Urban Insight | How do we limit the CO2 impact of transport?

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Urban Insight | How do we limit the CO2 impact of transport?

14 May 2020
Following the latest Urban Insight report, we examined how we are dealing with the reduction of carbon emissions in infrastructure projects in Belgium. This time we explain the 'Roadmap for Goods Transport 2030'. With this route plan, Sweco, in collaboration with the government and scientific partners, is helping to shape the Flemish climate and mobility policy.

Sweco carried out the study 'Roadmap for Goods Transport 2030' on behalf of the Flemish government, Department of Mobility and Public Works. This was done in close collaboration with the Mobility, Logistics and Automotive Technology Research Centre (MOBI) of the Vrije Universiteit Brussel (Free University of Brussels) and the Flemish Institute for Logistics (VIL).

The study was launched in response to a request from the government for a scientific basis to encourage public debate on measures to reduce the impact of goods transport on climate and air pollution. Freight traffic accounts for some 22% of the total Flemish greenhouse gas emissions. Moreover, it is expected that this share will only increase as a result of the growth in the logistics sector. This is in contrast to other sectors.

The study examined the fullest possible range of potential measures: from kilometre charges, the use of local sharing economies and alternative fuels to the construction of motorways for electric lorries. The challenge was to identify the technical, economic and social aspects of future policy, so we started from a very broad spectrum with more than 300 possible measures.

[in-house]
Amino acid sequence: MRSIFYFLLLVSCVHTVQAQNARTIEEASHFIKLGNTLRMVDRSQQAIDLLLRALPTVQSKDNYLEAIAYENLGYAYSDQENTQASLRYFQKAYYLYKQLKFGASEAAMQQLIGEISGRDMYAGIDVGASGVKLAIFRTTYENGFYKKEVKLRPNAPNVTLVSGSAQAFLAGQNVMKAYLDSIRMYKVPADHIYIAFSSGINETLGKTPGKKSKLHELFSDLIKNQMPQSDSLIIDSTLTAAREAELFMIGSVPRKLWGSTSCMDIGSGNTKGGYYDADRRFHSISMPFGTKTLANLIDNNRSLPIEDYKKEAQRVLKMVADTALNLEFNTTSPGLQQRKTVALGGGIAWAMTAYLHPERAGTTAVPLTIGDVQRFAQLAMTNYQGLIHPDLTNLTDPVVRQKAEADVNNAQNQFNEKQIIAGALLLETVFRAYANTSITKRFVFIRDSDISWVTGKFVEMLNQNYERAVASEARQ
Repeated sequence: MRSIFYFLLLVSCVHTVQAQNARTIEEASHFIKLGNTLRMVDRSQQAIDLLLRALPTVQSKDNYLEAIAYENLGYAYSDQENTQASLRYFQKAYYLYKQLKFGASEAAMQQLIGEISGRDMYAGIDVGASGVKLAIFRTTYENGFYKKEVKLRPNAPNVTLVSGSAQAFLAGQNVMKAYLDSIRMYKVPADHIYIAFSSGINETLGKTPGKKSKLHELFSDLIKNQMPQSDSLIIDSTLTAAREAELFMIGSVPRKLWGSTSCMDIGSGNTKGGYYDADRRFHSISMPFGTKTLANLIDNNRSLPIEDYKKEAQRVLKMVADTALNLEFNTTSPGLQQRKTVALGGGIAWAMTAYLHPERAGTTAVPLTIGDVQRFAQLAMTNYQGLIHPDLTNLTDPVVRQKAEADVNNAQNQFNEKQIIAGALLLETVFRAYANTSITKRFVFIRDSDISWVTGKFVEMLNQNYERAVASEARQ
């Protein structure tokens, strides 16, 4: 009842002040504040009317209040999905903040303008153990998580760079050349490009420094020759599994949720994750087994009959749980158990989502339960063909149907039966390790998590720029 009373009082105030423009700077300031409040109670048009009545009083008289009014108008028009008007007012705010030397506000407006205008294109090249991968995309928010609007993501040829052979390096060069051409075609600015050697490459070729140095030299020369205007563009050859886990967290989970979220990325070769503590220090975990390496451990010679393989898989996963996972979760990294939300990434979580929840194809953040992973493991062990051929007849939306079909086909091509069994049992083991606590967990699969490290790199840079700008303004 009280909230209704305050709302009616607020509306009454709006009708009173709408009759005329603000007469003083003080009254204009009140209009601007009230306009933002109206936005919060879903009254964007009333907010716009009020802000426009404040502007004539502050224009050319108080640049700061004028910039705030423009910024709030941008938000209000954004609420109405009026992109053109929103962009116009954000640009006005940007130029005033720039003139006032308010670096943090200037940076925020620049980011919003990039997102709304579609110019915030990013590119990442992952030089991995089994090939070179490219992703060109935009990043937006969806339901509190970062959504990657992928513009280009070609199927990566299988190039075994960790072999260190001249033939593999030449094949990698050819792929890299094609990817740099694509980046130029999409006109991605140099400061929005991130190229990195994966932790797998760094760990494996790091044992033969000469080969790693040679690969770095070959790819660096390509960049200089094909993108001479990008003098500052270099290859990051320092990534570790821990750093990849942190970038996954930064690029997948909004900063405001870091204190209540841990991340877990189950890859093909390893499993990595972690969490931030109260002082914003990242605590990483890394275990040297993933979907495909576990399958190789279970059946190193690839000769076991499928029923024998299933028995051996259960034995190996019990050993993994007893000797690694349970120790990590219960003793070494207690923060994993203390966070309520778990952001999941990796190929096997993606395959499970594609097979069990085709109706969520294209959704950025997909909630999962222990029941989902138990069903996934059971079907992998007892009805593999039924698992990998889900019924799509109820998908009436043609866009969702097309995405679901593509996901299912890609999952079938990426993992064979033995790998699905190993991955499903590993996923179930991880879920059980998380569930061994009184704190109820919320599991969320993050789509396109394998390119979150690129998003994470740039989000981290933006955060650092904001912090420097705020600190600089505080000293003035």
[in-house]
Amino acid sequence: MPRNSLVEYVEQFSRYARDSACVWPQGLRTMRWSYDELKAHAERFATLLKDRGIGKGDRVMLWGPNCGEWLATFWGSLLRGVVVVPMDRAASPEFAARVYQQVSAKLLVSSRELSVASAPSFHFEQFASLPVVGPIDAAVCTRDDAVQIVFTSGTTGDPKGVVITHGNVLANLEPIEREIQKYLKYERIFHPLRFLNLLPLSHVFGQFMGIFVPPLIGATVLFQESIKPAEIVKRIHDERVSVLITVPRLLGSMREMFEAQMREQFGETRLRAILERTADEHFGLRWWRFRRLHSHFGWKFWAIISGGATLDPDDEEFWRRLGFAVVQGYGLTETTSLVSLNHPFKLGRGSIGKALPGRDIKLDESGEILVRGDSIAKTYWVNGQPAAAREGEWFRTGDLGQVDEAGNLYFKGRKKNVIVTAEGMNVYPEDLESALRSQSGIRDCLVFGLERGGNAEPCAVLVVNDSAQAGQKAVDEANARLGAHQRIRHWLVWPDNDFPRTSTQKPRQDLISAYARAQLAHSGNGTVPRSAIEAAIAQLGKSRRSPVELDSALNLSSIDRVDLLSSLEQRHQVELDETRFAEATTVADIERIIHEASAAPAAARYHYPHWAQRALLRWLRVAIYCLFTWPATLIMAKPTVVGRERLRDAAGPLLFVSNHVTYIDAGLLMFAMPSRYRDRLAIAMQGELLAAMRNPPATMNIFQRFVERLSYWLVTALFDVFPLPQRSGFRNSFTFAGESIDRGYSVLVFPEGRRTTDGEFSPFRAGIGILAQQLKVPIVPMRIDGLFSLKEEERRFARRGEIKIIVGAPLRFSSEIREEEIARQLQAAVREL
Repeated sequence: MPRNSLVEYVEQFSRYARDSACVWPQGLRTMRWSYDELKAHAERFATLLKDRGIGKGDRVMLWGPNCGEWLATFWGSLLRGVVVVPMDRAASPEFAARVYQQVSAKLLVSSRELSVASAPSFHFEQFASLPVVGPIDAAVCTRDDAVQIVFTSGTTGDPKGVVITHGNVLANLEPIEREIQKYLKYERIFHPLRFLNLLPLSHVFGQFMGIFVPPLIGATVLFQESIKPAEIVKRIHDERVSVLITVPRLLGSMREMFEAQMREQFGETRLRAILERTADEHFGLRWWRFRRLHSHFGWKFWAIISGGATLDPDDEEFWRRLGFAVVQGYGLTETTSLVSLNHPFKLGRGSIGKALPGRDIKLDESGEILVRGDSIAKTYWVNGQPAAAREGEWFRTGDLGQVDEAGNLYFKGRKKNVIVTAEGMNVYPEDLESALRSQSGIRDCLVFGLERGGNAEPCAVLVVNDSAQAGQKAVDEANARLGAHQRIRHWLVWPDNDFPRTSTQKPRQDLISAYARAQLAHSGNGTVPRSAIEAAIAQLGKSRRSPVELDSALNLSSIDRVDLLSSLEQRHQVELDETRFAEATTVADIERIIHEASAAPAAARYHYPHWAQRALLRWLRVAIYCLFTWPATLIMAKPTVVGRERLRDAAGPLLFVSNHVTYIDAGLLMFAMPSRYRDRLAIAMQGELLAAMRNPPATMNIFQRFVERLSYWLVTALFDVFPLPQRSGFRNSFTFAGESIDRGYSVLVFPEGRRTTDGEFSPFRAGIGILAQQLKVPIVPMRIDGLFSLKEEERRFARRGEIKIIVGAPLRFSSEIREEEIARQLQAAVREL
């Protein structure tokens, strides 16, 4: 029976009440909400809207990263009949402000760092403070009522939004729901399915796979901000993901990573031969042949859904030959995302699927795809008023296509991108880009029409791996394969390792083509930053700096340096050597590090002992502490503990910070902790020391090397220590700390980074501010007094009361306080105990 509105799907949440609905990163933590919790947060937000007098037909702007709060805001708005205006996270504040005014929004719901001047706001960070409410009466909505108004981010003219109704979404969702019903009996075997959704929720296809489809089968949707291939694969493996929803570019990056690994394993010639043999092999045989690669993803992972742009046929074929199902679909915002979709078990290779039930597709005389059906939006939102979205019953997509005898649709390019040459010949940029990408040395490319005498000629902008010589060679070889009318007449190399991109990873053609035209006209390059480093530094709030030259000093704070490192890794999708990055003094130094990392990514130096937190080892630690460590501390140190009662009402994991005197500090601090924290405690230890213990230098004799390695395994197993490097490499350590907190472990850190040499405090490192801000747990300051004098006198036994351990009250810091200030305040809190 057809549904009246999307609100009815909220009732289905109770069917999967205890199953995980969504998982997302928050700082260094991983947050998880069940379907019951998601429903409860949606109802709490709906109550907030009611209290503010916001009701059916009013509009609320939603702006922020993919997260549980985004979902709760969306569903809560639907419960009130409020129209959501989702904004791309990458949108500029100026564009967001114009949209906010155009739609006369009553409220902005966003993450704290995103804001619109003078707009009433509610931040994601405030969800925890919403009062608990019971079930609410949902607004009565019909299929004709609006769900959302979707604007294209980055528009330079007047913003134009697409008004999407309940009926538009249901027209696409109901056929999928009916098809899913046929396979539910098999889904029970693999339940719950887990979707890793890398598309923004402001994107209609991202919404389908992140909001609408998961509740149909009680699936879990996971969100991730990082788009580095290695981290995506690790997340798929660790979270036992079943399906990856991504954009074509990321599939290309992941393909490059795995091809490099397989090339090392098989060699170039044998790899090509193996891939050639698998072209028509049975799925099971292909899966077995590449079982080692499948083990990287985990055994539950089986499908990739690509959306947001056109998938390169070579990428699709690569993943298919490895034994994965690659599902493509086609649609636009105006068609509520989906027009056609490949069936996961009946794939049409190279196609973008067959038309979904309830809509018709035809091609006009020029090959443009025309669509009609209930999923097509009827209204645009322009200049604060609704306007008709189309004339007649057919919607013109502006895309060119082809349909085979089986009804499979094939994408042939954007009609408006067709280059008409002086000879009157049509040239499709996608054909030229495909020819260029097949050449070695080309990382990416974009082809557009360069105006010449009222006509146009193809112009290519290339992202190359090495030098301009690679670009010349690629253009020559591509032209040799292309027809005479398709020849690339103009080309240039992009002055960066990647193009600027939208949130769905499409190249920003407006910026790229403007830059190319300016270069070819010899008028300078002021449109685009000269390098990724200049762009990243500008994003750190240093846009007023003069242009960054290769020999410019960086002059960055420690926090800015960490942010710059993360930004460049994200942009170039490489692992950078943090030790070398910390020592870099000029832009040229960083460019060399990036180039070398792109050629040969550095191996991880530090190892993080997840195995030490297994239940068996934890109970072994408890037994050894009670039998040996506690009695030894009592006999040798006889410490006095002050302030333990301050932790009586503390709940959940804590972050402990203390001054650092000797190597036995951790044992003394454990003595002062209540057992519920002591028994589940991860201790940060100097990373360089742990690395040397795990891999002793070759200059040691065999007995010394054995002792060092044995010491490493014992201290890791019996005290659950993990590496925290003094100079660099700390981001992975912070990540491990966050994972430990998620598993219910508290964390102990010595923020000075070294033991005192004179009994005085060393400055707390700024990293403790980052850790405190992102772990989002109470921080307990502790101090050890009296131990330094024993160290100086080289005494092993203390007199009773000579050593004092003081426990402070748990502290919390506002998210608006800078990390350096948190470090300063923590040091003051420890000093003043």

Modelling and stakeholder process
We have calculated the various measures in order to derive a robust and well-founded set from this longlist. This was done on the basis of two global traffic models (Strategic Freight Model and Trabam), in order to test the effectiveness of the measures. For example, they aimed for a modal shift - increased efficiency - in order to achieve a reduction in the number of kilometres travelled with combustion engines.

We also asked more than 80 stakeholders from the logistics sector about the feasibility or desirability of various measures. A so-called MAMCA (multi-actor multicriteria analysis) was also carried out. This revealed the differences in perception between, for example, government actors and logistics service providers.

Climate ambitions
The ultimate aim of the study was to draw up a roadmap: a step-by-step plan that indicates the most cost-efficient, logical and feasible way to achieve the climate ambitions (2030 and 2050) in time. Ultimately, a combination of measures was obtained which, based on the modelling and the stakeholder process, has proven to be the most effective to achieve emission reductions by 2050. These significant actions include efforts to increase inland navigation, urban distribution and the electrification of goods transport.

MORE INFO
Read also: 'Limiting infrastructure carbon emissions is key to solving the climate crisis'
Website: www.swecourbaninsight.com